Clive A. Burden LTD. Rare Maps, Antique Atlases, Books and Decorative Prints

The Mapping of North America

Mr. Philip D. Burden‚Äč
P.O. Box 863,
Chalfont St. Giles, Bucks HP6 9HD,
Tel: +44 (0) 1494 76 33 13

John Kirby (c.1690-1753) was a land surveyor and Suffolk topographer who was known for estate, road and county maps. Born in 1690 at Halesworth he was first a schoolmaster of Orford and later lived in a mill at Wickham Market. He married Alice Brown in 1714 and had two sons John Joshua and William Kirby. He published a small work entitled ‘The Suffolk Traveller; or, a Journey through Suffolk. In which is inserted the true distance in the roads, from Ipswich to every market town in Suffolk … By John Kirby, who took an actual survey of the whole county in the years 1732, 1733 and 1734’, in Ipswich, 1735. It included a small map of the county. The work is claimed to be the earliest single-county road book.

The following year 1736 Kirby published the first large scale map of the county at one inch to the mile. It is exceedingly rare, indeed only ONE RECORDED EXAMPLE could be located, that being in the King’s Topographical Collection, British Library (Maps K.Top.39.4.11 TAB.) forming the geographical and topographical collection attached to the Library of his late Majesty King George III. It is charmingly engraved with the Royal coat of arms and a further 128 of landed gentry with interests in the county. The owners and occupiers of the larger estates are all identified on the map. Distances in miles are recorded on the main roads, a scale of miles lower left is decorated with two cherubs. A key nearby notes the symbols of churches and interestingly steeples in ruins! Finishing off the map are an ornate compass rose and large detailed ships offshore in full sail. It is dedicated to the Duke of Grafton whose estate is marked prominently just south of Thetford.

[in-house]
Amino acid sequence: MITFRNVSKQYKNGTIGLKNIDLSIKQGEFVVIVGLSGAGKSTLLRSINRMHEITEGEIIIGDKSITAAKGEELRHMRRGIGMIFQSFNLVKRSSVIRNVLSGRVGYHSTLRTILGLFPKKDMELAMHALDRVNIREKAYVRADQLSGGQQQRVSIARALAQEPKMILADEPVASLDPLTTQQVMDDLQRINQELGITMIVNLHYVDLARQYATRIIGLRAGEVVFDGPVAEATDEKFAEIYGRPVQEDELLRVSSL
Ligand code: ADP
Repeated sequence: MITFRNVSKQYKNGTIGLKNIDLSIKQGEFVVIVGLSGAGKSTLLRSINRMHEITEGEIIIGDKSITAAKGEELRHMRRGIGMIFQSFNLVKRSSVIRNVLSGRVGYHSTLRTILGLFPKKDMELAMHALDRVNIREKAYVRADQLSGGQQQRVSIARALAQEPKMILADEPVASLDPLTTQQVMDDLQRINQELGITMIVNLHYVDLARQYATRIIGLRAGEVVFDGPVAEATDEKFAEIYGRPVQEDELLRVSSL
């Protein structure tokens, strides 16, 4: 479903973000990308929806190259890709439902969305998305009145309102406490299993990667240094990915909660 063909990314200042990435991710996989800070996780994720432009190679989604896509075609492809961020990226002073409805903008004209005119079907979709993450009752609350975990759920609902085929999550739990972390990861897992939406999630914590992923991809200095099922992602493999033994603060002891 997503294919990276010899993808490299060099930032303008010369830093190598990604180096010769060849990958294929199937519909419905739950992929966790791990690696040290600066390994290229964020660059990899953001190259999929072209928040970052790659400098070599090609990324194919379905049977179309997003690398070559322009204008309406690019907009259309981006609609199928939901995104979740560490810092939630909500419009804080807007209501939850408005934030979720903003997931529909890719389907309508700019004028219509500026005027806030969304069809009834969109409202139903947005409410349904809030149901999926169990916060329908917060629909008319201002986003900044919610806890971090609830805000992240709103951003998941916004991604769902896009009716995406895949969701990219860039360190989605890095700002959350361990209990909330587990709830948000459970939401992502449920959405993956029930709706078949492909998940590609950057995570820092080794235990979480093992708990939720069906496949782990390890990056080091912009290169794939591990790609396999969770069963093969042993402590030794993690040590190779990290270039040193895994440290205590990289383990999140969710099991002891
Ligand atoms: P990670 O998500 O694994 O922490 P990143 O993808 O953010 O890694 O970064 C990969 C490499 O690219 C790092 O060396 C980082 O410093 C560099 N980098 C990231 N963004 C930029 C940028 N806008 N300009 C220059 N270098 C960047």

Those who subscribed to the 1736 map received the 1735 ‘Suffolk Traveller’ free. Although the map appears crudely engraved it has a charming naive quality about it. Although inaccuracies occur in the work it did correct many errors on earlier maps found in county atlases. The map was engraved by R. Collins who is relatively unknown, this and Thomas Warren’s plan of St. Edmunds Bury in 1747 are the only works recorded in Tooley’s ‘Dictionary of Mapmakers’. A single sheet reduction was engraved by Isaac Basire (1704-68) the following year.

Kirby died on 13 December 1753, at Ipswich, and was buried in the churchyard of St. Mary at Tower, Ipswich. His portrait, by Thomas Gainsborough, R.A., was in the possession of the Rev. Kirby Trimmer in 1868. A new edition of the ‘Suffolk Traveller’ was published in 1764. In 1766 an improved four-sheet map to the same scale was engraved by John Ryland and published by John Kirby’s sons John Joshua and William. Despite its condition this is the ONLY OTHER EXAMPLE. Provenance: Phillips auction Ipswich 22 November 1991 lot 680. Dictionary of National Biography; Eden (1975); Rodger (1972) no. 411.


A Survey of the County of Suffolk

London, 1736
Four separate sheets each 505 x 720 mm., in early outline colour. Heavily worn with surface abrasions and loss of printed surface in places, professionally restored and laid on archivist tissue. Mounted on guards and bound in primitive boards.
Stock number: 5247


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